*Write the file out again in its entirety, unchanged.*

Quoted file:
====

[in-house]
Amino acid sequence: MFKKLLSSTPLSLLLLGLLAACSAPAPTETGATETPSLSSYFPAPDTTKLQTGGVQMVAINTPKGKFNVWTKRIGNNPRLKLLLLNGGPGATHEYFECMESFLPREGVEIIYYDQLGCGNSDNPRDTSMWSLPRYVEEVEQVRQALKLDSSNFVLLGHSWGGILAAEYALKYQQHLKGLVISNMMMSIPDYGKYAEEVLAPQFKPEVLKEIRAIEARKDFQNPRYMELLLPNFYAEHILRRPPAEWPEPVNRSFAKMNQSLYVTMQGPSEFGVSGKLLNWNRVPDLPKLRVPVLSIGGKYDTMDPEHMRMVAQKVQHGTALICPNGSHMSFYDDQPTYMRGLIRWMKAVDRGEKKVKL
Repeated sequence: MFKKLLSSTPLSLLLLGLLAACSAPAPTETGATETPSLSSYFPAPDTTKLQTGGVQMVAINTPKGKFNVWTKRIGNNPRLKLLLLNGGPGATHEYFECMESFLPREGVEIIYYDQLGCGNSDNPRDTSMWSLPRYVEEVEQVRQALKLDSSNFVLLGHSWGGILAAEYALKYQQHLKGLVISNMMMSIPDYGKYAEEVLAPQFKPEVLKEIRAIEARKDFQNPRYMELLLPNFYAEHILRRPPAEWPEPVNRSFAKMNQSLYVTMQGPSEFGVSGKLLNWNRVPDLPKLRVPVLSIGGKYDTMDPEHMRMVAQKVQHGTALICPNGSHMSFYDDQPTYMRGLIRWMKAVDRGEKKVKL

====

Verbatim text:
[in-house]
Amino acid sequence: MFKKLLSSTPLSLLLLGLLAACSAPAPTETGATETPSLSSYFPAPDTTKLQTGGVQMVAINTPKGKFNVWTKRIGNNPRLKLLLLNGGPGATHEYFECMESFLPREGVEIIYYDQLGCGNSDNPRDTSMWSLPRYVEEVEQVRQALKLDSSNFVLLGHSWGGILAAEYALKYQQHLKGLVISNMMMSIPDYGKYAEEVLAPQFKPEVLKEIRAIEARKDFQNPRYMELLLPNFYAEHILRRPPAEWPEPVNRSFAKMNQSLYVTMQGPSEFGVSGKLLNWNRVPDLPKLRVPVLSIGGKYDTMDPEHMRMVAQKVQHGTALICPNGSHMSFYDDQPTYMRGLIRWMKAVDRGEKKVKL
Repeated sequence: MFKKLLSSTPLSLLLLGLLAACSAPAPTETGATETPSLSSYFPAPDTTKLQTGGVQMVAINTPKGKFNVWTKRIGNNPRLKLLLLNGGPGATHEYFECMESFLPREGVEIIYYDQLGCGNSDNPRDTSMWSLPRYVEEVEQVRQALKLDSSNFVLLGHSWGGILAAEYALKYQQHLKGLVISNMMMSIPDYGKYAEEVLAPQFKPEVLKEIRAIEARKDFQNPRYMELLLPNFYAEHILRRPPAEWPEPVNRSFAKMNQSLYVTMQGPSEFGVSGKLLNWNRVPDLPKLRVPVLSIGGKYDTMDPEHMRMVAQKVQHGTALICPNGSHMSFYDDQPTYMRGLIRWMKAVDRGEKKVKL